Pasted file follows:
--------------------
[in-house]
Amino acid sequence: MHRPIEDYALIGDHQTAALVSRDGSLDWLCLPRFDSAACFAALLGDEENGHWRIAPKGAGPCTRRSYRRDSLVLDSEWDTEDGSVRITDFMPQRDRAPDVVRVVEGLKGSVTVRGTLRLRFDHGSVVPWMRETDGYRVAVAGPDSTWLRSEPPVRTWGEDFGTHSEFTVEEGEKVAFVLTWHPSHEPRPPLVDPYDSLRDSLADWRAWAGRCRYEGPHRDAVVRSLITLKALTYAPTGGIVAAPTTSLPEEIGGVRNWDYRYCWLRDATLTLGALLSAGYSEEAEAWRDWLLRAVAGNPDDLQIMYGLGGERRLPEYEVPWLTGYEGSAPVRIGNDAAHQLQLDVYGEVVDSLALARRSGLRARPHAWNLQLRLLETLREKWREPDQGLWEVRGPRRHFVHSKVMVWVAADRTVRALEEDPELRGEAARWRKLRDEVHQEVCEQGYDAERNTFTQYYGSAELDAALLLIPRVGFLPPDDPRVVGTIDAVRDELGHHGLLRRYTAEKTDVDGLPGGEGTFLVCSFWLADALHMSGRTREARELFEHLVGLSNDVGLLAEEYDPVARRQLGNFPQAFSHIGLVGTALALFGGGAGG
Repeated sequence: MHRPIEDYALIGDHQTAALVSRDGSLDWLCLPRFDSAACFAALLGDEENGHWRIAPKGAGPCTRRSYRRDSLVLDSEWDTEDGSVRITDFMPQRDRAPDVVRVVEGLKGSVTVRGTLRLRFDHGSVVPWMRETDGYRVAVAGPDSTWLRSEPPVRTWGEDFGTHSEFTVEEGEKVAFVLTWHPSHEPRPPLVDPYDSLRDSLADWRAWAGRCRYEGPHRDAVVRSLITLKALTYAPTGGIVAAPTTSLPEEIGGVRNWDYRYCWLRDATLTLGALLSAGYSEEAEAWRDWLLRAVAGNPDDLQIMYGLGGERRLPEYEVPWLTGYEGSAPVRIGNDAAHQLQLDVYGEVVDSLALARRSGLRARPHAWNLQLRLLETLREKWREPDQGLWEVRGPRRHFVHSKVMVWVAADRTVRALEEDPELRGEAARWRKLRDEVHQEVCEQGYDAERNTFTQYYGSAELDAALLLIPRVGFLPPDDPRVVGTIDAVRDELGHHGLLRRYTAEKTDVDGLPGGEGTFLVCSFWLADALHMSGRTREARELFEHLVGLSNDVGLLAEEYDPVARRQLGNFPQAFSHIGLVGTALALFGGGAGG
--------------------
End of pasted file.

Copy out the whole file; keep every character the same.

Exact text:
[in-house]
Amino acid sequence: MHRPIEDYALIGDHQTAALVSRDGSLDWLCLPRFDSAACFAALLGDEENGHWRIAPKGAGPCTRRSYRRDSLVLDSEWDTEDGSVRITDFMPQRDRAPDVVRVVEGLKGSVTVRGTLRLRFDHGSVVPWMRETDGYRVAVAGPDSTWLRSEPPVRTWGEDFGTHSEFTVEEGEKVAFVLTWHPSHEPRPPLVDPYDSLRDSLADWRAWAGRCRYEGPHRDAVVRSLITLKALTYAPTGGIVAAPTTSLPEEIGGVRNWDYRYCWLRDATLTLGALLSAGYSEEAEAWRDWLLRAVAGNPDDLQIMYGLGGERRLPEYEVPWLTGYEGSAPVRIGNDAAHQLQLDVYGEVVDSLALARRSGLRARPHAWNLQLRLLETLREKWREPDQGLWEVRGPRRHFVHSKVMVWVAADRTVRALEEDPELRGEAARWRKLRDEVHQEVCEQGYDAERNTFTQYYGSAELDAALLLIPRVGFLPPDDPRVVGTIDAVRDELGHHGLLRRYTAEKTDVDGLPGGEGTFLVCSFWLADALHMSGRTREARELFEHLVGLSNDVGLLAEEYDPVARRQLGNFPQAFSHIGLVGTALALFGGGAGG
Repeated sequence: MHRPIEDYALIGDHQTAALVSRDGSLDWLCLPRFDSAACFAALLGDEENGHWRIAPKGAGPCTRRSYRRDSLVLDSEWDTEDGSVRITDFMPQRDRAPDVVRVVEGLKGSVTVRGTLRLRFDHGSVVPWMRETDGYRVAVAGPDSTWLRSEPPVRTWGEDFGTHSEFTVEEGEKVAFVLTWHPSHEPRPPLVDPYDSLRDSLADWRAWAGRCRYEGPHRDAVVRSLITLKALTYAPTGGIVAAPTTSLPEEIGGVRNWDYRYCWLRDATLTLGALLSAGYSEEAEAWRDWLLRAVAGNPDDLQIMYGLGGERRLPEYEVPWLTGYEGSAPVRIGNDAAHQLQLDVYGEVVDSLALARRSGLRARPHAWNLQLRLLETLREKWREPDQGLWEVRGPRRHFVHSKVMVWVAADRTVRALEEDPELRGEAARWRKLRDEVHQEVCEQGYDAERNTFTQYYGSAELDAALLLIPRVGFLPPDDPRVVGTIDAVRDELGHHGLLRRYTAEKTDVDGLPGGEGTFLVCSFWLADALHMSGRTREARELFEHLVGLSNDVGLLAEEYDPVARRQLGNFPQAFSHIGLVGTALALFGGGAGG